NOAA SATELLITES PLAY KEY ROLE IN
260 RESCUES IN 2004
Feb. 1, 2005 ó NOAA satellites played a key role in rescuing 260 people throughout the United States and its surrounding waters from potentially life-threatening emergencies in 2004. This number of rescues is an increase from the 224 lives saved in 2003. (Click NOAA image for larger view of Sarsat system. Click here to view high resolution version, which is a large file. Please credit "NOAA.")
NOAA's polar-orbiting and geostationary satellites, along with Russia's Cospas spacecraft, are part of the sophisticated, international Search and Rescue Satellite-Aided Tracking System, called COSPAS-SARSAT. The system uses a cluster of satellites to detect and locate distress signals from emergency beacons onboard aircraft, boats and from hand-held personal locator beacons. Once the satellites pinpoint the location of the distress within the United States or surrounding waters, the information is relayed to the SARSAT Mission Control Center in Suitland, Md., and sent to a Rescue Coordination Center, operated by the U.S. Air Force, or U.S. Coast Guard.
"This is an outstanding example of how NOAA science brings great value to the nation," said retired Navy Vice Adm. Conrad C. Lautenbacher, Ph.D., undersecretary of commerce for oceans and atmosphere and NOAA administrator. "Americans rely on NOAA for a wide variety of services and saving lives is one of our most important missions."
The emergency beacons use the satellites that are part of NOAA's observing network of land, sea and atmospheric sensors that help the agency gather weather, water and climate data, protect and manage fisheries and marine ecosystems, promote efficient and environmentally safe commerce and transportation, and provide vital information in support of homeland security.
Last year also saw a rise in the number people buying and registering emergency beacons—18,343 beacons were registered in 2004, compared with 15,377 in 2003. "Without question, the increase in rescues is linked to the growing number of emergency beacons in use," said Gregory W. Withee, assistant administrator of the NOAA Satellites and Information Service." In each case, a rescue equals a life saved, which is what the SARSAT program is all about."
Since its creation in 1982, COSPAS-SARSAT has been credited with more than 18,000 rescues worldwide, including 4,917 in the United States. Each year, most of the rescues happen at sea. In 2004, for example, 223 of the total 260 people saved in the United States were waterborne rescues.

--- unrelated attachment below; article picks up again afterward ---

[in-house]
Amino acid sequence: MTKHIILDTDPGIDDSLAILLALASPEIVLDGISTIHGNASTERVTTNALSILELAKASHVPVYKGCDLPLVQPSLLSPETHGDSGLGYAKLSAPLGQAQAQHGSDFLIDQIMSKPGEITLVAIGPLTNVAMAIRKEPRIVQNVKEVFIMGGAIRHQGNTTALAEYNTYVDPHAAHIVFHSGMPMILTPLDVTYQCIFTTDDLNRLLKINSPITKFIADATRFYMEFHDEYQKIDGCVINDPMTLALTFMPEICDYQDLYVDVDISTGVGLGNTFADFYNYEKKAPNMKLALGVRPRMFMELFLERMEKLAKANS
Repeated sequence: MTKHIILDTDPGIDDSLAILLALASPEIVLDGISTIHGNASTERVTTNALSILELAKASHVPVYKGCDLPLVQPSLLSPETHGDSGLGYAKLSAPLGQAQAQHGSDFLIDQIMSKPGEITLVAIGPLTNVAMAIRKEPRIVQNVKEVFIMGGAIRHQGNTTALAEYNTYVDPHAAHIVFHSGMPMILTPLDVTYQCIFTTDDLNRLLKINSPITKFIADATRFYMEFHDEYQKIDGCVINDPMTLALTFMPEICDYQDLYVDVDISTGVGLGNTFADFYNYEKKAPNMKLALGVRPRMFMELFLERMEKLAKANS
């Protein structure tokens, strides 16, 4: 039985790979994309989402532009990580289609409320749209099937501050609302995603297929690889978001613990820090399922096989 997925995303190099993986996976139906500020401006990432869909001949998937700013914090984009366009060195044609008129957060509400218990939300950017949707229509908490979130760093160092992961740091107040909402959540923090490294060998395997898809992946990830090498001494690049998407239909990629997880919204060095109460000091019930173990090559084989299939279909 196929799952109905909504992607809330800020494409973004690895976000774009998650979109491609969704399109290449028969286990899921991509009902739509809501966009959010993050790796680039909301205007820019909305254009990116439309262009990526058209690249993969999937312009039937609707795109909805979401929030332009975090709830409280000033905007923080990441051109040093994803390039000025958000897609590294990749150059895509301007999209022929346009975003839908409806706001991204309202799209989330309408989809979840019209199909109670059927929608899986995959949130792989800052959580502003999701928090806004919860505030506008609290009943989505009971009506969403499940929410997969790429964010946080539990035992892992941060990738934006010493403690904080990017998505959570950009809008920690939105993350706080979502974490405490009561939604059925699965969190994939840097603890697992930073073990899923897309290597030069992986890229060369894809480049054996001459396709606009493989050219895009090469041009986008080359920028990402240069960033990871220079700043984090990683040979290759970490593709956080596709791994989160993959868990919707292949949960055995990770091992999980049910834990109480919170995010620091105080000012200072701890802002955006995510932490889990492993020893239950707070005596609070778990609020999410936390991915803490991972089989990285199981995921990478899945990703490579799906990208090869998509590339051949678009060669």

Ajay Mehta, NOAA's SARSAT program manager, said an aggressive educational outreach about emergency beacons, and advanced technology onboard vessels, which helps keep them from harm's way, is fueling the increase in lives saved. "We're targeting the recreational enthusiasts—boaters, pilots, campers and hikers—with the message that owning an emergency beacon, and using it properly, can be the difference between life and death."
Personal Locator Beacons, used by hikers, campers and other outdoor enthusiasts, have saved 38 lives since they became operational nationwide in July 2003.
Mehta added that registering the beacons, which is required by law and can be done online, puts response teams in a better position to make a rescue. "We have the owner's name, address, phone number and even a way to contact family members, all of which helps the RCC respond when time is critical."
Mehta also said older beacons, which operate on the 121.5 megahertz frequency, will be phased out by early 2009, when newer, more accurate 406 megahertz beacons will be the standard.
"The 121.5 megahertz beacons hamper search and rescue efforts because of their poor location accuracy, and lack of any identification, which means we don't know if the distress signal is coming from an actual emergency beacon, or a faulty television," Mehta said. "The newer 406 megahertz beacons can be instantly detected and use global positioning system technology, which helps us identify, verify and locate distress signals faster and more accurately, while reducing the impact of false alerts."
Emergency beacon owners can register their devices online, using the National Beacon Registration Database.
Satellites and Information Service is America's primary source of
space-based oceanographic, meteorological and climate data.
Relevant Web Sites